18 Hobbes’ & Rousseau's Social Contracts Hobbes People are naturally wicked People need to surrender their independence to an absolute leader in exchange for law and order People do not have the right to rebel Rousseau People start out good and become corrupted by society People are the source of government’s power Government needs to help people People can rebel if leaders fail to do their job

19 Baron Montesquieu 1689-1755 French Philosopher Believed government’s power needs to be checked

20 Baron Montesquieu Believed in 3 types of governments : ● Monarchies: ruled by a king/queen guided by honor ● Republics: ruled by elected officials guided by virtue ● Despotisms: ruled by absolute dictators guided by fear

21 Baron Montesquieu Separation of Powers Believed power in government had to be divided amongst different branches Believed checks and balances are necessary to keep one branch from becoming too powerful Believed the people needed safeguards from government becoming too powerful Heavily influenced America’s founding fathers 1770’s-1780’s 3 Branches of Gov’t included in US Constitution

22 Separation of Powers (Checks and Balances)

23 John Locke 1632-1704 British Philosopher Believed all people were born with 3 natural rights (Life, Liberty, Property)

24 John Locke Believed people are born with minds as a blank slate to be filled up: not naturally good or bad Believed it was human nature to want to figure things out and to want to make sense of the world around you Disagreed with Hobbes that people are naturally wicked Believed humans were reasonable creatures capable of figuring out anything

25 Locke’s 3 Natural Rights Locke believed all people born with 3 Natural Rights: Life, Liberty, and Property Locke’s Natural Rights heavily influenced America’s founders Natural Rights included in US Declaration of Independence (Life, Liberty, and Pursuit of Happiness)

26 Voltaire 1694-1778 French Philosopher Staunch supporter of individual liberties

27 Voltaire Known for his wit and nonconformity Believed that organized formal religion was too constricting Was opposed to organized religions criticizing other faiths and practitioners But did believe in freedom of religion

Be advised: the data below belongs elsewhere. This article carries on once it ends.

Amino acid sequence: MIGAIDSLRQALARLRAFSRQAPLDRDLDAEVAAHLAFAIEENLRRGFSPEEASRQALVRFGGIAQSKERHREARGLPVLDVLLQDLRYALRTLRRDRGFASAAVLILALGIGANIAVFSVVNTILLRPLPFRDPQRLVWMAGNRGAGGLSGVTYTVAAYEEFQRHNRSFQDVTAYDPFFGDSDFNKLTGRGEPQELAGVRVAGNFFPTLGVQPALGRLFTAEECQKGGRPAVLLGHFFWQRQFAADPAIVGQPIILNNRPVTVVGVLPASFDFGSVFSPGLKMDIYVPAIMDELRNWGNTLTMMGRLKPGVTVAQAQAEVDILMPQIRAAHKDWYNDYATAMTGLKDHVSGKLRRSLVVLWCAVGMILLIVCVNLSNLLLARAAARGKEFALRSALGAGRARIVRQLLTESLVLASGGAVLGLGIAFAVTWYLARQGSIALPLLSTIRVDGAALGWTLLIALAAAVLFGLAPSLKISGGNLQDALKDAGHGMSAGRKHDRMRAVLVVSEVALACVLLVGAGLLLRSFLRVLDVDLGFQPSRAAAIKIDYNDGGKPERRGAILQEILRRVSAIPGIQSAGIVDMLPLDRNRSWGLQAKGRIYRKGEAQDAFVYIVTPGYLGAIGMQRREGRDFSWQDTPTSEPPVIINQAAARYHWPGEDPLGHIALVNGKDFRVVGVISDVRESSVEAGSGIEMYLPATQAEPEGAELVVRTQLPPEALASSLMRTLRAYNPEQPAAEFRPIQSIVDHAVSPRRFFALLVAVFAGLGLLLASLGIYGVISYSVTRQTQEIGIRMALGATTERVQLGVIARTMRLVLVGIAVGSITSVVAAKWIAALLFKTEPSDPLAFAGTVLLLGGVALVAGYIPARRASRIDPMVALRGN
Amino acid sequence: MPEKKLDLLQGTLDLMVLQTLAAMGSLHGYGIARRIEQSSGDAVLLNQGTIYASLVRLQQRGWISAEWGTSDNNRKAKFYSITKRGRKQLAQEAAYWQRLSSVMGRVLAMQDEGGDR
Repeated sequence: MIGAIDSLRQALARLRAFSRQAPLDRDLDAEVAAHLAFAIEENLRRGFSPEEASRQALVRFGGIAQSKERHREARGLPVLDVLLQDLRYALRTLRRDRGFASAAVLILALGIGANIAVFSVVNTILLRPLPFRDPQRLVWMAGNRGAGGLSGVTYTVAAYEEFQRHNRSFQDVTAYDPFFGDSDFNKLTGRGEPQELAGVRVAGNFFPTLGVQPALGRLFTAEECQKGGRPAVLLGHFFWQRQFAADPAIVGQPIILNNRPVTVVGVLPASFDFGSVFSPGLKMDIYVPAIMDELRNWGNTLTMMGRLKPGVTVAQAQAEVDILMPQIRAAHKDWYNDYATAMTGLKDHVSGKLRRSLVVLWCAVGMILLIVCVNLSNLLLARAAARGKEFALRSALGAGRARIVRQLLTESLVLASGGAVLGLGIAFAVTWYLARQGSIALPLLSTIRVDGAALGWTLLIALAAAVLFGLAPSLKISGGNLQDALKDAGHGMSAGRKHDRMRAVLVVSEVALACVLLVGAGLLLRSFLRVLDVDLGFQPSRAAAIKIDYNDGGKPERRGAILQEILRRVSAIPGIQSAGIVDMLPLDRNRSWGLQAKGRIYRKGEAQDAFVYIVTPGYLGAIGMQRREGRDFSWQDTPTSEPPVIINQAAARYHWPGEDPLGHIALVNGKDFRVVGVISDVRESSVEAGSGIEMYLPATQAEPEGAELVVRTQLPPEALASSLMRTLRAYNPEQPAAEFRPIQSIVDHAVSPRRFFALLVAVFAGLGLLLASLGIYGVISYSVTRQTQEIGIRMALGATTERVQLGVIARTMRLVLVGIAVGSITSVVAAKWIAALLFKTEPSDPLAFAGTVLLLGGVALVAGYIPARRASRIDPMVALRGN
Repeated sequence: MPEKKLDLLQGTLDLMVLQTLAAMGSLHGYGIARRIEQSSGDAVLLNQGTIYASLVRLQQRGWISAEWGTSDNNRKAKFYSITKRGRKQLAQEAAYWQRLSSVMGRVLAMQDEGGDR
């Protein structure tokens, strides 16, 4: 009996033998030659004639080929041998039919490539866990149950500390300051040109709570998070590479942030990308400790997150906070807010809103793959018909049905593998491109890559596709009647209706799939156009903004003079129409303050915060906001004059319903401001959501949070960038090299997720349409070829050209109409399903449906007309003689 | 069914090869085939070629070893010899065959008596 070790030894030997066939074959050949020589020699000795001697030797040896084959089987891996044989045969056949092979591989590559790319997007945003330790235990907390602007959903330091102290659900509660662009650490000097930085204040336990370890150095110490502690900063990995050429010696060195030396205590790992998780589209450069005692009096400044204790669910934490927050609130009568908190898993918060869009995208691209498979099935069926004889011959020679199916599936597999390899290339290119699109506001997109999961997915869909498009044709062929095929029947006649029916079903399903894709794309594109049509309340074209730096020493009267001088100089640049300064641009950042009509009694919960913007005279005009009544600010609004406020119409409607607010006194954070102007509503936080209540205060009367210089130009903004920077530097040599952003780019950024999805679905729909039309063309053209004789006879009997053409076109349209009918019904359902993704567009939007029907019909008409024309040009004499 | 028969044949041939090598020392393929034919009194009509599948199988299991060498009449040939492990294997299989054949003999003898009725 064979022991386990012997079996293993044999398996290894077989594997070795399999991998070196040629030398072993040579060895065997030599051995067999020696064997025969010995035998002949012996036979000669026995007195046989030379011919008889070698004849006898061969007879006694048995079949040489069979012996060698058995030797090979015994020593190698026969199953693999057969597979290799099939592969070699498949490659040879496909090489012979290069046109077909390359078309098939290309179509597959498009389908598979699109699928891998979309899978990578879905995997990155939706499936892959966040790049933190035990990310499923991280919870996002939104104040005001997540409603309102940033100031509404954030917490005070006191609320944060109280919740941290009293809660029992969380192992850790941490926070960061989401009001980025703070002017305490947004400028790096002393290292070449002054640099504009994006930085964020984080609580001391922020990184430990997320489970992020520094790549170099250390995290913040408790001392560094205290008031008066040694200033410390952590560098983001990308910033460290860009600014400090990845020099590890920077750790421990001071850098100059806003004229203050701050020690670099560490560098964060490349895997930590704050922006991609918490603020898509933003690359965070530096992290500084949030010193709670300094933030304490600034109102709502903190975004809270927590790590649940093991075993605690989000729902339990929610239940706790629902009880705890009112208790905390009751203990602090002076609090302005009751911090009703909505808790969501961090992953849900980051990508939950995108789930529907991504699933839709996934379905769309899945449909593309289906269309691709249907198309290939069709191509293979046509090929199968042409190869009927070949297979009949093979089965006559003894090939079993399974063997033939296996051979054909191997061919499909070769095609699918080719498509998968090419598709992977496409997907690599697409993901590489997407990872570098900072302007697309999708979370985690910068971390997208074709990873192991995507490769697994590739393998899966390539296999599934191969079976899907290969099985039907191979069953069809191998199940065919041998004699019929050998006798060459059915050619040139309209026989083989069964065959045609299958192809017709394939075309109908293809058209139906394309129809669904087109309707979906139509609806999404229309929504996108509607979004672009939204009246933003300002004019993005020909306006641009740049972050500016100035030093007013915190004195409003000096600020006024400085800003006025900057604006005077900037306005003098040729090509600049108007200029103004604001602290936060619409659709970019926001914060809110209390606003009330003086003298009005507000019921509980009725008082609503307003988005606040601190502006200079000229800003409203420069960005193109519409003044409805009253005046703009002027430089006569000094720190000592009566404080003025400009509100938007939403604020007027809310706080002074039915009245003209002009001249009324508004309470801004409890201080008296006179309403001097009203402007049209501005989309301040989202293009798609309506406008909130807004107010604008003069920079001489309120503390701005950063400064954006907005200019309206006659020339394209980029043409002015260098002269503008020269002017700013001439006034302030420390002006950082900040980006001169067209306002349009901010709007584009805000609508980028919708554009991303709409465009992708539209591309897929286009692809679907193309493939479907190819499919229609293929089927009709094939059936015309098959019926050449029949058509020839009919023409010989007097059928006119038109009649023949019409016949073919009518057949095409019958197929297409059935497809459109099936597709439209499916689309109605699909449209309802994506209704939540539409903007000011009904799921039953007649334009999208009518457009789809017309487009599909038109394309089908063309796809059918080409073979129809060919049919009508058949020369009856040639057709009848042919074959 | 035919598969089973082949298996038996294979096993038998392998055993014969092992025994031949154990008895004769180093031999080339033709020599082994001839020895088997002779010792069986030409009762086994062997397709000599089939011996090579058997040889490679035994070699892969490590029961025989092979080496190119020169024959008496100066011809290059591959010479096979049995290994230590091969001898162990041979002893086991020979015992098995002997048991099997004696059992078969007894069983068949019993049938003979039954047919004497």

28 Voltaire Staunch supporter of right to a fair trial Heavily influenced Heavily influenced leaders of the French leaders of the French Revolution Revolution Was opposed to censorship: "I disapprove of what you say, but I will defend, to the death, your right to say it."

29 Mary Wollstonecraft 1759-1797 British philosopher, author, and feminist author, and feminist

30 Mary Wollstonecraft 1792 wrote A Vindication of the Rights of Woman Argued women are not naturally inferior to men; they just suffer inferior to men; they just suffer from lack of educational from lack of educational opportunities opportunities

31 Mary Wollstonecraft Argued that men and women should be treated as equal beings Argued that social order should be determined by reason (usefulness) not by gender, race, wealth, etc.

32 Mary Wollstonecraft Argued that society trains women to be weak and more concerned with their superficial looks than contributions to society Argued that women should receive the same type and quality of education as men Argued it was a problem that men were so comfortable with treating women as inferiors

33 Mary Wollstonecraft Argued that proper education for women will solve their problems Argued women must be given the opportunity to participate in the public sphere as much as the private sphere Most Enlightenment Philosophes did not agree with her about the roles of women and education for women She was a feminist long before it was acceptable She inspired numerous later generations of feminists in numerous countries

34 Queen Elizabeth I (“The Virgin Queen”) 1533-1603 Was Queen of England Most powerful Queen in European History Believed in Divine Right

35 Queen Elizabeth I (“The Virgin Queen”) Believed in Divine Right but believed her subjects were like her children and she had to take care of them Never got married or had children: challenged the popular belief that women had to marry

36 Queen Elizabeth I (“The Virgin Queen”) Even though she believed in Divine Right she still saw the need to rule with reason She settled decades-long religious tension in England (Catholics vs. Protestants) The Philosophes saw her as an inspiration to other monarchs: be an Enlightened ruler